As discussed in last week’s post, meetings management programs have developed a reputation for being difficult and incredibly time-consuming to implement. This blog series will help you simplify the process and achieve executive buy-in and company adoption.
Historically, meetings program managers embraced this initiative for the potential cost savings. Strategic meetings management research proved that companies spend 1-3% of their revenue on events and meetings while implementing a program could save you anywhere from 25-65%. What we quickly learned is that for some companies, dollar value itself is not reason enough to execute a new program and undertake the obstacles of change management. For heavily regulated industries such as the financial sector or life sciences, the ability to access data and ensure processes that are compliant with corporate or federal regulations is a key driver for a meetings management program.
But what about companies in non-regulated industries with a primary organizational goal of growth (and not necessarily decreasing costs)? Where do they fit into the strategic meetings management picture?
Let’s dive into business automation and return on event (ROE). Business automation helps create employee efficiency, which means being able to do more in less time while achieving higher goals. ROE is the newest concept to the world of meetings management, and it is helping change the conversation. Typically reserved for marketing departments, it focuses on understanding the business impact of your events and meetings.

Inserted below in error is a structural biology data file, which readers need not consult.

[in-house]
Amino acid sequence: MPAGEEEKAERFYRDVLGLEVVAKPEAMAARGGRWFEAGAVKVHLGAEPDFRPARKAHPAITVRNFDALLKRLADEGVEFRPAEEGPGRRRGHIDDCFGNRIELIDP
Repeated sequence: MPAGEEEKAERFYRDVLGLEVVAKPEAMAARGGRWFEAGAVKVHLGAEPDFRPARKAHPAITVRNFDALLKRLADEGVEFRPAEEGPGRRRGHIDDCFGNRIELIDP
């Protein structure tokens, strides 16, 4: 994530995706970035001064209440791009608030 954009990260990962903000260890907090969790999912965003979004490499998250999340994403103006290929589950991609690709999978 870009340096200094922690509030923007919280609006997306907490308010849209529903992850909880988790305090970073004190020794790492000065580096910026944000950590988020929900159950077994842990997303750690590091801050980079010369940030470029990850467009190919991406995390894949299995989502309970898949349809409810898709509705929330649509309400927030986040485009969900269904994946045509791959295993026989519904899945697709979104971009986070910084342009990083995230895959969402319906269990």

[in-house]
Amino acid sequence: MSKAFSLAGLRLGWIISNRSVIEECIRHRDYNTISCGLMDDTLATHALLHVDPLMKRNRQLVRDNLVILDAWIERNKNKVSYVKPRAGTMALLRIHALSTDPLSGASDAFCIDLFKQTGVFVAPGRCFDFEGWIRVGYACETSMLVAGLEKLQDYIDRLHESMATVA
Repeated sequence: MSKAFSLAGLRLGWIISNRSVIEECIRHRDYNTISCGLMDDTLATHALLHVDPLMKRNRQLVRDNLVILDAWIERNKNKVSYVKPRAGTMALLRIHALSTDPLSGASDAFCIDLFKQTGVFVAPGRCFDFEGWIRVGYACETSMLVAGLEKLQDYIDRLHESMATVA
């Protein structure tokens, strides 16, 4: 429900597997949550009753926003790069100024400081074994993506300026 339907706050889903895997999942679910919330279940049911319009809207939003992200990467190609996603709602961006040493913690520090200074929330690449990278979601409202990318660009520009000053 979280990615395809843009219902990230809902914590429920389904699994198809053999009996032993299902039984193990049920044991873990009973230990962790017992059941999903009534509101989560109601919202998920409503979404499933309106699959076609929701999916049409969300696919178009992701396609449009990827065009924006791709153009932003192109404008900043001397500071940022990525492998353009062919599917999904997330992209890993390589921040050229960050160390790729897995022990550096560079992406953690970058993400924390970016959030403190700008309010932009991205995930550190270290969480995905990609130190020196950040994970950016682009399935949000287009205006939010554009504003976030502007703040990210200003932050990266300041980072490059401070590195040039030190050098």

For more information on working with your marketing department, check out this recent article by MeetingsNet.
The bottom line? Before undertaking the process of selling a meetings program in your organization, think about what will resonate with your executive team. Is it one of the six most quoted benefits – Visibility, Risk Mitigation, Compliance, Cost Savings, Business Automation, Increase ROE – or is it something else?
Think about your company and its long- and short-term goals, and map a cohesive strategy. When you present to executives you’ll already be speaking their language and one step ahead of the game.